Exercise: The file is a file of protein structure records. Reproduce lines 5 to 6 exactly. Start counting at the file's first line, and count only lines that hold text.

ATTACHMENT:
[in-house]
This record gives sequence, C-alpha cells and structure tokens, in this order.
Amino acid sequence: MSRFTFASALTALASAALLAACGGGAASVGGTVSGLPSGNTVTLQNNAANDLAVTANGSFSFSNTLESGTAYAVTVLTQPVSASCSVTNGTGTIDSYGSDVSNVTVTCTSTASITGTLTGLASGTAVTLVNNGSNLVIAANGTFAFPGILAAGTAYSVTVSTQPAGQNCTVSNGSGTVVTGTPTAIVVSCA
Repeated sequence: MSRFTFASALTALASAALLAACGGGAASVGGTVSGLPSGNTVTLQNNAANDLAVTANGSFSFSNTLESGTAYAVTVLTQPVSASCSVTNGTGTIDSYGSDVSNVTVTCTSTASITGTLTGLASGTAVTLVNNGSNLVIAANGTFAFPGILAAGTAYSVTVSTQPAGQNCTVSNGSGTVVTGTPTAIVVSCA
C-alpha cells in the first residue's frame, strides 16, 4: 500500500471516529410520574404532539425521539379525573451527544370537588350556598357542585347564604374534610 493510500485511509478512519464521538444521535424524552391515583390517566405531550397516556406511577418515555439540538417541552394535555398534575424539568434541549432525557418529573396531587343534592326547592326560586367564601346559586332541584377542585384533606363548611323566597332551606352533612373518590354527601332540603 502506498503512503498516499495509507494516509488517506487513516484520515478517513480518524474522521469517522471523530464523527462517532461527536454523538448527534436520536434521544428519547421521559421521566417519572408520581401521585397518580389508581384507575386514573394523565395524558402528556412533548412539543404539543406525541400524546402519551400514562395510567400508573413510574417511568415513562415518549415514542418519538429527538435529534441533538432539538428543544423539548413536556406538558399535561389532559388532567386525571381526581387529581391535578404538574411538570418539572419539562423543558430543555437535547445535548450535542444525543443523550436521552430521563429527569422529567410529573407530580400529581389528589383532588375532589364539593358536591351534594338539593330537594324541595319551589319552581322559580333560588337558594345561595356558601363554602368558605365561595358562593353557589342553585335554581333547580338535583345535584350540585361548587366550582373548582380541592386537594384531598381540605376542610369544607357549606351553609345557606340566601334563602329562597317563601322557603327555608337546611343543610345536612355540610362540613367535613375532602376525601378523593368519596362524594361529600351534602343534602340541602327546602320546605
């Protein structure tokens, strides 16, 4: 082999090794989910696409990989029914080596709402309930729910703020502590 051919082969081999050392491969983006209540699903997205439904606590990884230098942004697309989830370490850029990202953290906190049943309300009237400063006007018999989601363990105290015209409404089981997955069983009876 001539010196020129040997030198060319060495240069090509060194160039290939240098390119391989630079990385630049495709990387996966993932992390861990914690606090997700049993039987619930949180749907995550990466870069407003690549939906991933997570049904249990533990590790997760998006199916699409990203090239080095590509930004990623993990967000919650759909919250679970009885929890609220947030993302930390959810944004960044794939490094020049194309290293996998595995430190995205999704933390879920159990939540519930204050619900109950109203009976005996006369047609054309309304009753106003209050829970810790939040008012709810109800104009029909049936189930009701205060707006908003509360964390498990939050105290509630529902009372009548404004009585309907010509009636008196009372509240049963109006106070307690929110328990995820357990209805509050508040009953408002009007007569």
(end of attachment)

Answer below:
C-alpha cells in the first residue's frame, strides 16, 4: 500500500471516529410520574404532539425521539379525573451527544370537588350556598357542585347564604374534610 493510500485511509478512519464521538444521535424524552391515583390517566405531550397516556406511577418515555439540538417541552394535555398534575424539568434541549432525557418529573396531587343534592326547592326560586367564601346559586332541584377542585384533606363548611323566597332551606352533612373518590354527601332540603 502506498503512503498516499495509507494516509488517506487513516484520515478517513480518524474522521469517522471523530464523527462517532461527536454523538448527534436520536434521544428519547421521559421521566417519572408520581401521585397518580389508581384507575386514573394523565395524558402528556412533548412539543404539543406525541400524546402519551400514562395510567400508573413510574417511568415513562415518549415514542418519538429527538435529534441533538432539538428543544423539548413536556406538558399535561389532559388532567386525571381526581387529581391535578404538574411538570418539572419539562423543558430543555437535547445535548450535542444525543443523550436521552430521563429527569422529567410529573407530580400529581389528589383532588375532589364539593358536591351534594338539593330537594324541595319551589319552581322559580333560588337558594345561595356558601363554602368558605365561595358562593353557589342553585335554581333547580338535583345535584350540585361548587366550582373548582380541592386537594384531598381540605376542610369544607357549606351553609345557606340566601334563602329562597317563601322557603327555608337546611343543610345536612355540610362540613367535613375532602376525601378523593368519596362524594361529600351534602343534602340541602327546602320546605
């Protein structure tokens, strides 16, 4: 082999090794989910696409990989029914080596709402309930729910703020502590 051919082969081999050392491969983006209540699903997205439904606590990884230098942004697309989830370490850029990202953290906190049943309300009237400063006007018999989601363990105290015209409404089981997955069983009876 001539010196020129040997030198060319060495240069090509060194160039290939240098390119391989630079990385630049495709990387996966993932992390861990914690606090997700049993039987619930949180749907995550990466870069407003690549939906991933997570049904249990533990590790997760998006199916699409990203090239080095590509930004990623993990967000919650759909919250679970009885929890609220947030993302930390959810944004960044794939490094020049194309290293996998595995430190995205999704933390879920159990939540519930204050619900109950109203009976005996006369047609054309309304009753106003209050829970810790939040008012709810109800104009029909049936189930009701205060707006908003509360964390498990939050105290509630529902009372009548404004009585309907010509009636008196009372509240049963109006106070307690929110328990995820357990209805509050508040009953408002009007007569």